Written Up For Being Ill

Question to Ask the Workplace Doctors about write-ups for time of surgery :

Hi, I hope maybe you can help me with this. I was written up today or well had too sign a verbal written warning letter because of 3 occurrences. By which I had surgery in Dec and was out 4 days which counts as 1 occurrence, even though I let my manager know 1 month in advance. She said she can still give me an occurrence for this. I have read the employee handbook and yep it states an occurrence will be issued for any day you call in. This was a planned event.She seems to think it is not excused under our rules.Others in my department have missed days and should be written up, but she fudge’s the calendar and puts approved on others when they are out, protecting them from an occurrence.

She is constantly on me every week about something. This is a small company, if I go over her head I will pay dearly. I am going crazy , even my coworkers which are only three of us, say she is always on me and they are not ever getting it from her. I am 41 yrs old very serious and mature, I am not a child, and my manager is 43. I think she really wants me to quit. It’s been two years and I still will not quit. She has even reduced my yearly raise, trying to get me to quit. What should I do?

Signed, Targeted

Dear Targeted:

You also wrote to us about the pay raise issue. So, that, combined with this clearly points to the fact that your supervisor and you do not have a good relationship! If you don’t want to go over her head, there are limited options, but the main one is to find a way to communicate with her about this. Some questions for you to consider as you think about this:

What do you think is her view of this situation? You think you’re a good worker, but does she? Does she have some evidence of mistakes or issues that you may not agree with, but that part of your record? If there are such a small number of employees, why do you think she would lie for some and yet hold you strictly accountable?

The bottom line–as tough as it is to admit–is that she doesn’t value you and your work enough to make her want to work with you to solve some of these conflicts. So, what is it that she could use to justify her actions? When you have considered that, you really should try to talk to her. Just say honestly, “Pat, I want to do a good job and I hope you WANT me to do a good job, but I get the feeling that something is the matter and I don’t know what it is. Could you talk to me about that?”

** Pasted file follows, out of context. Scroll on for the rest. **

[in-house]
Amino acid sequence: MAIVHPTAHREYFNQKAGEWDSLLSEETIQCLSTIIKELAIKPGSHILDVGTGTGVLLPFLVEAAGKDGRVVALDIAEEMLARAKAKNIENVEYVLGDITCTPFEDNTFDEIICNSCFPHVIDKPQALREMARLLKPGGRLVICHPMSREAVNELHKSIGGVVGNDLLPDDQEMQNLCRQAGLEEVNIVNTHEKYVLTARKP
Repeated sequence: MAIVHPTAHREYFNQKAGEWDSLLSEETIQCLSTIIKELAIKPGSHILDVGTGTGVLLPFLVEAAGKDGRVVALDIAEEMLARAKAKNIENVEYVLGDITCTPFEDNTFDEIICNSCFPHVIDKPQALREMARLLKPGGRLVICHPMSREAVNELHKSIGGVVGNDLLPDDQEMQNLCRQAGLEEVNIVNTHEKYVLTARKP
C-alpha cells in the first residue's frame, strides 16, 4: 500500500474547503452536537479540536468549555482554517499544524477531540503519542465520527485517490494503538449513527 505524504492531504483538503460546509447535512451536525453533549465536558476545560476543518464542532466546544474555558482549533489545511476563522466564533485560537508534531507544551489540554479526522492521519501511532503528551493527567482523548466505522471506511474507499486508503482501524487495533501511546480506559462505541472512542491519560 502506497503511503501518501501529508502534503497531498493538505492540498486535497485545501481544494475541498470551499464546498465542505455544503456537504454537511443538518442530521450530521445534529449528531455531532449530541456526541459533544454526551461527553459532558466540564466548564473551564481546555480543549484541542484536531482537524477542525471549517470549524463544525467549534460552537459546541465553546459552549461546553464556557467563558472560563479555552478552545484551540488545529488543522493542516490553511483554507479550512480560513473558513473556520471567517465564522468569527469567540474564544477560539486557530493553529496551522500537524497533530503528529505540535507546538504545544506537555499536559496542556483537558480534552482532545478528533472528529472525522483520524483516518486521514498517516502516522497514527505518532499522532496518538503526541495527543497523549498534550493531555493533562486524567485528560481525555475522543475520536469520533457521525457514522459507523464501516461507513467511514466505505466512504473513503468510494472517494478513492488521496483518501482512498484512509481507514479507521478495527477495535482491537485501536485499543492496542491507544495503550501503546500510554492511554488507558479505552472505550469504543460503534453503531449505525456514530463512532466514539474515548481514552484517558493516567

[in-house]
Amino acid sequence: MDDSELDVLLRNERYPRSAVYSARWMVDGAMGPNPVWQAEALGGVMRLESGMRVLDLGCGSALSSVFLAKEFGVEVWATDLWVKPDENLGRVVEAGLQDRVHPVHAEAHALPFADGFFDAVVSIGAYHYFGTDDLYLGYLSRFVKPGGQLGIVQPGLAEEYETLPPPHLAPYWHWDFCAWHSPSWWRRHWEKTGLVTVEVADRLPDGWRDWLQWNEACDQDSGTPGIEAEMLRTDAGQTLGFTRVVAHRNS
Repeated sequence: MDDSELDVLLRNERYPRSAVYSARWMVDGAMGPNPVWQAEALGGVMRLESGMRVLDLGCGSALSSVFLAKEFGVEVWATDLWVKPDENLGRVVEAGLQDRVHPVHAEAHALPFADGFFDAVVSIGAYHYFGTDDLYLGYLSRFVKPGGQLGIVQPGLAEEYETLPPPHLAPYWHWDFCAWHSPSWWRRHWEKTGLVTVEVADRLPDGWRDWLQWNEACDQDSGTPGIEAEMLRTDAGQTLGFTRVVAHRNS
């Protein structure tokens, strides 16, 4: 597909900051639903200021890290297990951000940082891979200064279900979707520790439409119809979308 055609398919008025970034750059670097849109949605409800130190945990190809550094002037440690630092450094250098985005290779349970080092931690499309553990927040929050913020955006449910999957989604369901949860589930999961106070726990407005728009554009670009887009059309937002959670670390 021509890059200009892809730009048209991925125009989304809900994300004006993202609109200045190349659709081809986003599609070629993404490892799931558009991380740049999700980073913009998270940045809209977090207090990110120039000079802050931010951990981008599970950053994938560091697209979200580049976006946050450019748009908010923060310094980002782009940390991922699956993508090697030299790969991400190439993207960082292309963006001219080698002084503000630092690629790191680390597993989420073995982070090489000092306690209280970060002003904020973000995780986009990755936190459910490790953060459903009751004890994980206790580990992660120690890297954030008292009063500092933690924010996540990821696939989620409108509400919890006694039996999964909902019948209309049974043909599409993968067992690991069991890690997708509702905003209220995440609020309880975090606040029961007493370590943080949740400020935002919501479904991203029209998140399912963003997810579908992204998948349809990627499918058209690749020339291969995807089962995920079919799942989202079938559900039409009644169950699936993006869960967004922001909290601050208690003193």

She’ll probably say nothing is the matter, but push it a bit in a nice way. Something like, “Something IS the matter, and I wish you would help me find a way to turn it around. If it’s work, I need to know that. If it’s something else, I need to know that too.”I mentioned to you before to have a copy of your evaluation. You’ve had time to get that now and to look at it. Ask her which one of the areas does she think you could work on and which are strong areas.If you don’t talk to her, and you don’t go over her head, nothing at all will ever change–until something worse happens. So, you will need to find a way to do one of those two things, OR to decide on your own what needs to be improved, changed, adjusted or, maybe just tolerated to keep your job. That isn’t meant to be disheartening!

But, you must admit, there is no magic answer to something that really seems to mostly involve you and your supervisor.As far as the occurrences issue–I don’t know what your book says, but it seems to me you should check with HR or personnel to find out if a planned surgery fits the guidelines for excused. I know this must be frustrating, but if you want it to improve you will have to be active in your efforts….whatever those efforts are.Best wishes! And let us know what happens with this if you wish to.

Tina Lewis Rowe

Tina Lewis Rowe

Tina had a thirty-three year career in law enforcement, serving with the Denver Police Department from 1969-1994 and was the Presidential United States Marshal for Colorado from 1994-2002. She provides training to law enforcement organizations and private sector groups and does conference presentations related to leadership, workplace communications and customized topics. Her style is inspirational with humor.